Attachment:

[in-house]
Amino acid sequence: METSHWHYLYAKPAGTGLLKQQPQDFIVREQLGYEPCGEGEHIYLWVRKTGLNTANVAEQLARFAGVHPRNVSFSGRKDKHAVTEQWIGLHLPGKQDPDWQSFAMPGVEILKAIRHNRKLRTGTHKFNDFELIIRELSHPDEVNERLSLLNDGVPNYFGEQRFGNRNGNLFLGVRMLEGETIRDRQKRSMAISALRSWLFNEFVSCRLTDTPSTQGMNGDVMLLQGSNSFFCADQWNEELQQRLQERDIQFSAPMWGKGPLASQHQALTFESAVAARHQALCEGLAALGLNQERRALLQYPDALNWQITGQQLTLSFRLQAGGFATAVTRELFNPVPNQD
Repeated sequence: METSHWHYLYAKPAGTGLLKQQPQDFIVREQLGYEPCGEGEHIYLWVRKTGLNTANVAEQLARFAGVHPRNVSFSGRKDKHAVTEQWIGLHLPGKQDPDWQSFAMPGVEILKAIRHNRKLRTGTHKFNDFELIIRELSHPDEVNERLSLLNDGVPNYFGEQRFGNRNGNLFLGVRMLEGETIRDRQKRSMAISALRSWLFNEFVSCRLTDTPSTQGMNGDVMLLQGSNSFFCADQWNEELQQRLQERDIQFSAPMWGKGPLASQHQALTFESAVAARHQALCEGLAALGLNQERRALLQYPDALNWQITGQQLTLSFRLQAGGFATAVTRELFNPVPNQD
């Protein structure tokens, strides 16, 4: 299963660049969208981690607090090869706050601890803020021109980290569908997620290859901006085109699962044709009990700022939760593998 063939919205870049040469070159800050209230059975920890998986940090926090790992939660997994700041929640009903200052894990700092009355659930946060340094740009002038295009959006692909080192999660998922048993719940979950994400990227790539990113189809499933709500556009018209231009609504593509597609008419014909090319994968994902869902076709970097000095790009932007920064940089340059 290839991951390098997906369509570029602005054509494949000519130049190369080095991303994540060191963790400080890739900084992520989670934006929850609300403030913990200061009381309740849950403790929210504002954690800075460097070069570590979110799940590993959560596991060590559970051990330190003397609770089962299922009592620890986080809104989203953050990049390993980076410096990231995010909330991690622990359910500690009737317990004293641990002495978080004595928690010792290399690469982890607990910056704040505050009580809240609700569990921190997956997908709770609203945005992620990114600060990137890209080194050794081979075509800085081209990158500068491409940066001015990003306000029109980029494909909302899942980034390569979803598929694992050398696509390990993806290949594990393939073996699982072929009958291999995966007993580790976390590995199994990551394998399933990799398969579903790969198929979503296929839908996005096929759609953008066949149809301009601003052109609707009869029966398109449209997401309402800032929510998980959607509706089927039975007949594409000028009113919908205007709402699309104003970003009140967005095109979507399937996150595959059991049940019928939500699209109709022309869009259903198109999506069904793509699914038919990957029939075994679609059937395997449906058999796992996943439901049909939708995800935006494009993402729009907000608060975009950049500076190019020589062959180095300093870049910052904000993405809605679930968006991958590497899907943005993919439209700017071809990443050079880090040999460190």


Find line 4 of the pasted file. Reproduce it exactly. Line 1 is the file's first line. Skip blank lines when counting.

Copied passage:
């Protein structure tokens, strides 16, 4: 299963660049969208981690607090090869706050601890803020021109980290569908997620290859901006085109699962044709009990700022939760593998 063939919205870049040469070159800050209230059975920890998986940090926090790992939660997994700041929640009903200052894990700092009355659930946060340094740009002038295009959006692909080192999660998922048993719940979950994400990227790539990113189809499933709500556009018209231009609504593509597609008419014909090319994968994902869902076709970097000095790009932007920064940089340059 290839991951390098997906369509570029602005054509494949000519130049190369080095991303994540060191963790400080890739900084992520989670934006929850609300403030913990200061009381309740849950403790929210504002954690800075460097070069570590979110799940590993959560596991060590559970051990330190003397609770089962299922009592620890986080809104989203953050990049390993980076410096990231995010909330991690622990359910500690009737317990004293641990002495978080004595928690010792290399690469982890607990910056704040505050009580809240609700569990921190997956997908709770609203945005992620990114600060990137890209080194050794081979075509800085081209990158500068491409940066001015990003306000029109980029494909909302899942980034390569979803598929694992050398696509390990993806290949594990393939073996699982072929009958291999995966007993580790976390590995199994990551394998399933990799398969579903790969198929979503296929839908996005096929759609953008066949149809301009601003052109609707009869029966398109449209997401309402800032929510998980959607509706089927039975007949594409000028009113919908205007709402699309104003970003009140967005095109979507399937996150595959059991049940019928939500699209109709022309869009259903198109999506069904793509699914038919990957029939075994679609059937395997449906058999796992996943439901049909939708995800935006494009993402729009907000608060975009950049500076190019020589062959180095300093870049910052904000993405809605679930968006991958590497899907943005993919439209700017071809990443050079880090040999460190």